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My methods for making are forged by my dance training in improvisational and experimental techniques, my own collage practices, and my obsession with material forms, thus fixing my interest in the possibilities of each medium I work within. I am drawn to movement practices that exhaust, challenge, and disrupt form, often working improvisationally or towards a goal of sensation. Similarly, I approach visual collaging by utilizing sensation-based process and improvisational choice-making to relate to my collage materials via texture, color, and composition. Thus, I see my dance-making and image-making as the same; a distilling process that fluctuates medium but is grounded in kineticism and embodied sensation.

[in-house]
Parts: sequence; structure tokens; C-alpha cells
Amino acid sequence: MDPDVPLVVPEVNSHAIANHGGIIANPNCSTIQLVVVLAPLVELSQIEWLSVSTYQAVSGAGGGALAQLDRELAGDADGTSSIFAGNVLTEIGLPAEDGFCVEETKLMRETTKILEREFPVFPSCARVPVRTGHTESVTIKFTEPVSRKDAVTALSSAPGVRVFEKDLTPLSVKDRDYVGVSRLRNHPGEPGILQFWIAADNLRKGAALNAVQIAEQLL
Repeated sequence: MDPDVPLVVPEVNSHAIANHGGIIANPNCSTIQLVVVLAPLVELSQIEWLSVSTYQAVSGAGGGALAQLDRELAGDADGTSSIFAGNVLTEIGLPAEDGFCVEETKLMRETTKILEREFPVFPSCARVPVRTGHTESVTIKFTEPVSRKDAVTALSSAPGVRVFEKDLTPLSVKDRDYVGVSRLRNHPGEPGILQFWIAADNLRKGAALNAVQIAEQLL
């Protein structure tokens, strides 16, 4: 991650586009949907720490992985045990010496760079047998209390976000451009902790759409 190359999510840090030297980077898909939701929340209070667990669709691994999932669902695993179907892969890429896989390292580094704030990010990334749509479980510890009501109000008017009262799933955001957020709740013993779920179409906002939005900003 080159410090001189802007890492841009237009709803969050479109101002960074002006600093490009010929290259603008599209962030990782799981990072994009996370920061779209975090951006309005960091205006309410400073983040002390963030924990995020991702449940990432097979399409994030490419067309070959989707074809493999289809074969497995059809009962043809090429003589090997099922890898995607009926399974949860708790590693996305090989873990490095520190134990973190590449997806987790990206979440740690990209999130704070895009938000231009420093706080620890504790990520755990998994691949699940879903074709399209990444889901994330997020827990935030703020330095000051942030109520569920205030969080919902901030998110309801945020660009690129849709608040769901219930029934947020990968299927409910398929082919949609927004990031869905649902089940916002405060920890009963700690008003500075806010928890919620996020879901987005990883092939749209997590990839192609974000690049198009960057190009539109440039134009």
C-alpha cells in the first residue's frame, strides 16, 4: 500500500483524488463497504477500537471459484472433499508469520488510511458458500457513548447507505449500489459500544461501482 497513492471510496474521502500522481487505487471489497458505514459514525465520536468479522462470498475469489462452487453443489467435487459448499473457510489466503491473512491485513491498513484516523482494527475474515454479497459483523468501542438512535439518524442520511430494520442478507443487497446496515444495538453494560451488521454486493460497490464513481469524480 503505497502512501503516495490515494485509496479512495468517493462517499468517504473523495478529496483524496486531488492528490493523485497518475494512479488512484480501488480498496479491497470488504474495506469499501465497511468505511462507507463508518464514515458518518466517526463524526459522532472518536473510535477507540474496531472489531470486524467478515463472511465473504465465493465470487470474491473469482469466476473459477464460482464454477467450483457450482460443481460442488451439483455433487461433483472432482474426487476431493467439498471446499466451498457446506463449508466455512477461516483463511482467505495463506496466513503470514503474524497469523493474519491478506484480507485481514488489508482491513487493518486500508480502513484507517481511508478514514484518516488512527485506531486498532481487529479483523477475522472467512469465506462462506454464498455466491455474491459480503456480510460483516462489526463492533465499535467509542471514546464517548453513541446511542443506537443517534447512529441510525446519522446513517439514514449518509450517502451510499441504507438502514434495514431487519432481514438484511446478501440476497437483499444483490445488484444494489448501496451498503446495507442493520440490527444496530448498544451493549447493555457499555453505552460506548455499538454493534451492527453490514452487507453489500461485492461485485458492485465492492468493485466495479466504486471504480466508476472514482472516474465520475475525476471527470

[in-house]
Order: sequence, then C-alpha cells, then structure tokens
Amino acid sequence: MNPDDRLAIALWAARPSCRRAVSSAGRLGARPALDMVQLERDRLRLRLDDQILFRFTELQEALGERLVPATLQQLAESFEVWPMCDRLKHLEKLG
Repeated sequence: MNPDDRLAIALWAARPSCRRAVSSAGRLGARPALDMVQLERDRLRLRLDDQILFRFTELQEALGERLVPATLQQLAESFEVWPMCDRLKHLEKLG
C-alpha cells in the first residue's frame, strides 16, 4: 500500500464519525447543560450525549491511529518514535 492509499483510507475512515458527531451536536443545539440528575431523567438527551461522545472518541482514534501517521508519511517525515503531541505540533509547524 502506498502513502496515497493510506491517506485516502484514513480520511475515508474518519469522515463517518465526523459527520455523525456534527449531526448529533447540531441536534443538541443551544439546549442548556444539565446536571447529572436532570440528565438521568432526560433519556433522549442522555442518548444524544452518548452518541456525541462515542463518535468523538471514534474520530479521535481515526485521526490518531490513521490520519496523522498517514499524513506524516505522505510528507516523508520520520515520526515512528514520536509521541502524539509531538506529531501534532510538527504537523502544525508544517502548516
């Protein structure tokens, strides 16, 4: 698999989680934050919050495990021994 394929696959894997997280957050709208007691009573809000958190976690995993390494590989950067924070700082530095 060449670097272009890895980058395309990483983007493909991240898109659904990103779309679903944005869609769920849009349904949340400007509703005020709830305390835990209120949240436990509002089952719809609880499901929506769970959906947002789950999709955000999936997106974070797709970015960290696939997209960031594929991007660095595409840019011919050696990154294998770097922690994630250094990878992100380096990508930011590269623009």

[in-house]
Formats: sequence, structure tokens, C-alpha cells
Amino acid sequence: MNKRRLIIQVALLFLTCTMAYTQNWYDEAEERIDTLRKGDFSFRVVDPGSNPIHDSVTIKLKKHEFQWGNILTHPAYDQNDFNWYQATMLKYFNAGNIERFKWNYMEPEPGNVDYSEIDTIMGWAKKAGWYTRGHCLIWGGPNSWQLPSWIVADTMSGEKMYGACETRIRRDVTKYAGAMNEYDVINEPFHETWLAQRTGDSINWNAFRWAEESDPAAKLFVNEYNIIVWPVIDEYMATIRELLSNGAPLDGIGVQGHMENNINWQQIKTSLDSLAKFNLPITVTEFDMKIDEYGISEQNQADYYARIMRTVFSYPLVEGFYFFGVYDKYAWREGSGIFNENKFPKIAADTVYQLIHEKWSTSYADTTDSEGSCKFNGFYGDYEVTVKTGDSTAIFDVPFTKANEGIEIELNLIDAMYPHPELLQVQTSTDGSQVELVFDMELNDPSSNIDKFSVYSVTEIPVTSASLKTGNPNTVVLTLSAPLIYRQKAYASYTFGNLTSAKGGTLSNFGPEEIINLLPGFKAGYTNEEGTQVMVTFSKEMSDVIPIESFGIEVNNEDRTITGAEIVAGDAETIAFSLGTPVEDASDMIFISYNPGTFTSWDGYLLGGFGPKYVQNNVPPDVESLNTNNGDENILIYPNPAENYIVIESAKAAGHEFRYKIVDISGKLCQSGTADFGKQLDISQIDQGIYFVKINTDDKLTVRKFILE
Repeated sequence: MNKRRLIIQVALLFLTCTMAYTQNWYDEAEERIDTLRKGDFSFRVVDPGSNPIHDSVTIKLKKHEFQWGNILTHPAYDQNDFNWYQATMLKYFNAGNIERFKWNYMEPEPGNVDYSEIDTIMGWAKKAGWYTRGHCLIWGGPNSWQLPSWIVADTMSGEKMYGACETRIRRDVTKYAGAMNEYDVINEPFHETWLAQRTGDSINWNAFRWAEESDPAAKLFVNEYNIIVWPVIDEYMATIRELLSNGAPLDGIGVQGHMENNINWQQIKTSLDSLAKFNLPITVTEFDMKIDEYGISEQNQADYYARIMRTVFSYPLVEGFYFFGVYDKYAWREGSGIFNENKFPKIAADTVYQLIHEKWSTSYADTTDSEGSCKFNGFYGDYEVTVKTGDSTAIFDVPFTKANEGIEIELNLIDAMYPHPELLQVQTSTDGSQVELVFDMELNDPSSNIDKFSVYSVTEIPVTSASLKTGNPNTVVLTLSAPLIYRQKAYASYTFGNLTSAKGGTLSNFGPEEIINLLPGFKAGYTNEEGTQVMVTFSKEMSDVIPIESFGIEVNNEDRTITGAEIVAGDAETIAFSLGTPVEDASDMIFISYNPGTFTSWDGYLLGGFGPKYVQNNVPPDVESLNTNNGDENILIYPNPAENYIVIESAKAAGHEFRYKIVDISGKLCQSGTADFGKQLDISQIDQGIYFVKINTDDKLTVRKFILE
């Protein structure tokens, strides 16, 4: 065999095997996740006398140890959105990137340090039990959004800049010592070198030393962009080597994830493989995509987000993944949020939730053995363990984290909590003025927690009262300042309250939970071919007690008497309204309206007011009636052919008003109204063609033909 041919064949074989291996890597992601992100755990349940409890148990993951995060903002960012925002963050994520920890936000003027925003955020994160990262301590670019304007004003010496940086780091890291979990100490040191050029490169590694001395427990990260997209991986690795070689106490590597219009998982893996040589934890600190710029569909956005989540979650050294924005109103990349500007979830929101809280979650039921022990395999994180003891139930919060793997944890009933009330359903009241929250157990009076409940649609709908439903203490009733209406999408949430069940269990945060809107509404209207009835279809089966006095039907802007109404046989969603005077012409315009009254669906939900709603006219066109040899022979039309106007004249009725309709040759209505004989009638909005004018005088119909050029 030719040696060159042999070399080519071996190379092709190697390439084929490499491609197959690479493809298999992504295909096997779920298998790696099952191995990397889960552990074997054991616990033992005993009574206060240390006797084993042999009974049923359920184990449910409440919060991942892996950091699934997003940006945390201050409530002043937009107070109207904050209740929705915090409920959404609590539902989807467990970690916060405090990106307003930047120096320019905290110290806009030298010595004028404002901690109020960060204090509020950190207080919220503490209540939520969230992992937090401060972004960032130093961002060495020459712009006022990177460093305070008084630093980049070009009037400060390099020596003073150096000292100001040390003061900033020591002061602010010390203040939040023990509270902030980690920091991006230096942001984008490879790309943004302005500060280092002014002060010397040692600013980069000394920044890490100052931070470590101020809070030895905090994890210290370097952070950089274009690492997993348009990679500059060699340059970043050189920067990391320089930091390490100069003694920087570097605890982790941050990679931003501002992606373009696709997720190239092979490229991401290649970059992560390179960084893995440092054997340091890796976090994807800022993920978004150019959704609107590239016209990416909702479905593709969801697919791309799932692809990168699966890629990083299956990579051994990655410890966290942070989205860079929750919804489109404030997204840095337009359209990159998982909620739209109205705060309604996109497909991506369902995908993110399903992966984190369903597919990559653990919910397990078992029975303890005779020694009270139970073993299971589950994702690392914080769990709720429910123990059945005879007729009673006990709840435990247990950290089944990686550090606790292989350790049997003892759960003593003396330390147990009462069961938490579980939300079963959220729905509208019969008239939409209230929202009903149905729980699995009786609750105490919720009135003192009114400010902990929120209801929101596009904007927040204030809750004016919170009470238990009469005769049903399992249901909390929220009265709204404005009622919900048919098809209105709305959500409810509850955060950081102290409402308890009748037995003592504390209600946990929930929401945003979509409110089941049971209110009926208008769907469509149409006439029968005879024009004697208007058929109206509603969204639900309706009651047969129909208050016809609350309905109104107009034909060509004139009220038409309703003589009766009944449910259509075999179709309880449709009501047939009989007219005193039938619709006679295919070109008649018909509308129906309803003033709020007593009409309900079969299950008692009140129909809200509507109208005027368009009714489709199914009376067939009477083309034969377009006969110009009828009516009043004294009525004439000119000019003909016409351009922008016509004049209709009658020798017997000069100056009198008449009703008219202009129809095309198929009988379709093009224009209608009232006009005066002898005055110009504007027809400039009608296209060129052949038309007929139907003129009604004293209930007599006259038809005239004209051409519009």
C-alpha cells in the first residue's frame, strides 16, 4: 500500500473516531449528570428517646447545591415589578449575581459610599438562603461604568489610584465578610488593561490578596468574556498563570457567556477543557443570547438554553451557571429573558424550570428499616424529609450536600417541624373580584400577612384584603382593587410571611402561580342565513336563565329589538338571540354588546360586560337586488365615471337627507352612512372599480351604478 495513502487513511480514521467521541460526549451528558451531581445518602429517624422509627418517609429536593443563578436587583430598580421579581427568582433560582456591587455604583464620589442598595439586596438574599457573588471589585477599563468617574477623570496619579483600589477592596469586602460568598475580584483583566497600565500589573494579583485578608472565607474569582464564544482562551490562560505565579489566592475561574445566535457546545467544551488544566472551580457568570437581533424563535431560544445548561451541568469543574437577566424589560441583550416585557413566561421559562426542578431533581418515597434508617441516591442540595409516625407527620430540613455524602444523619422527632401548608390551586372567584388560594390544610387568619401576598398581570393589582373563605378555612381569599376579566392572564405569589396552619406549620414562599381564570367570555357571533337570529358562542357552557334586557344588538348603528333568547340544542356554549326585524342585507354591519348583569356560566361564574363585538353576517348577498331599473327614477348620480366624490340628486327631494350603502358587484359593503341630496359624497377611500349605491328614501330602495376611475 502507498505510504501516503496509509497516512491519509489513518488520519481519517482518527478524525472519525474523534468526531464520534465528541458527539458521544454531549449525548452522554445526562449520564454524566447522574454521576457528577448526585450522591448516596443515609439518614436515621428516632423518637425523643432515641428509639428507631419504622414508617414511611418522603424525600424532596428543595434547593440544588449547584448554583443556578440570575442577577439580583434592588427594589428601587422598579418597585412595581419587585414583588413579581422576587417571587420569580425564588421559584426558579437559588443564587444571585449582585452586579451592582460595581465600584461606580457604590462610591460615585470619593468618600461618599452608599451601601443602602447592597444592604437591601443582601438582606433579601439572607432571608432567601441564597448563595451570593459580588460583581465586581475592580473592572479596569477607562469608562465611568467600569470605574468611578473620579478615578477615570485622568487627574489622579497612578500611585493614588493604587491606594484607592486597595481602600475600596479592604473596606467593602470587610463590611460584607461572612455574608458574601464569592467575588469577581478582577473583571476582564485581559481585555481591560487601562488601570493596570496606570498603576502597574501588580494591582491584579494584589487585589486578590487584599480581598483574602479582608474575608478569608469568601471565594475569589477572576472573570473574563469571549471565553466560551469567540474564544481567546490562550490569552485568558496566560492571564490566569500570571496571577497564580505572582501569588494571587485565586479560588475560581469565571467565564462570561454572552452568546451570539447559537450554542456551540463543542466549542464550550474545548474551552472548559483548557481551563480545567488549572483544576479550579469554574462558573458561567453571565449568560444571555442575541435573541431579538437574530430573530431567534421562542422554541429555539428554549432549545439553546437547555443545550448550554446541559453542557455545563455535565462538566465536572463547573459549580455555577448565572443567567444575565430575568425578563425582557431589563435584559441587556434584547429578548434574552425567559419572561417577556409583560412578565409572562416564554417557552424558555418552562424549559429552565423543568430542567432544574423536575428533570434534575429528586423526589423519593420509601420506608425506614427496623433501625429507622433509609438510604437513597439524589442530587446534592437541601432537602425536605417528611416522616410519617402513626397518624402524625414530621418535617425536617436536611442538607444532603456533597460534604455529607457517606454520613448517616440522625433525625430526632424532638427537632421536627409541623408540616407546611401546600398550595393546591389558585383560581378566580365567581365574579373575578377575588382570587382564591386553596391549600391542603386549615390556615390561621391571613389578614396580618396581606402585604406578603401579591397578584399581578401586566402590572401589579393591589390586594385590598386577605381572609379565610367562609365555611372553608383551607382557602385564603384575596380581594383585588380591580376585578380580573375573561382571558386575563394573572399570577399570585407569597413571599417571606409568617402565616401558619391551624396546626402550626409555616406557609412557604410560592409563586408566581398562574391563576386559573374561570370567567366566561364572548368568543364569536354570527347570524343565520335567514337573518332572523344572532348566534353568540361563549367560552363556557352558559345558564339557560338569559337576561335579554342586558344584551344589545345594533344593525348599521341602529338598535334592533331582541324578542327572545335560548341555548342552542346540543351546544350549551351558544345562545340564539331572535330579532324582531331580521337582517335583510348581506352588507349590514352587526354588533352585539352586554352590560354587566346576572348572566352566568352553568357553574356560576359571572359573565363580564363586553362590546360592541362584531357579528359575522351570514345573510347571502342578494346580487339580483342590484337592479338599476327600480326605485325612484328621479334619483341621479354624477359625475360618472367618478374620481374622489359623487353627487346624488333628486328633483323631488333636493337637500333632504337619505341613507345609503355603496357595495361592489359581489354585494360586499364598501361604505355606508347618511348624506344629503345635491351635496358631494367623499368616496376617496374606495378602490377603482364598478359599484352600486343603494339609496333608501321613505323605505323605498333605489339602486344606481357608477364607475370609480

My making is deeply directed by experiences of trauma, leading me to creatively consider concepts such as dissociation, false memory, catharsis, fog, and rage. I find clarity in making messes and work to overlay my embodied and material practices, inviting chaos, mistakes, and traces of my hands-on engagement with my collage and choreographic materials to invite viewers to imagine what it may have felt like to make it or perform it. The choreography prioritizes sensation over shape, often with a goal of disorientation, exhaustion, or physicalized multi-tasking. Billowing sweeps of torso and limbs gain momentum and accentuate weightedness, then quickly dissolve into frictitious gestural rhythms. The collection of these moments often build assymmetrical and multi-layered collage experiences with hyper-saturated amounts of movement, texture, sensation, frequency, and emotion.
 

I use these processes as a tactic of survival and trust them to bring challenge, healing, and resolution to my life. They help me process, sift, and situate myself in relationship to a post-trauma moving body, a lineage of artistic mentors, and myself in the world. I believe in the revelatory possiblities that movement, performance, art-making and witnessing can catalyze and do this work to hold space for such potentials.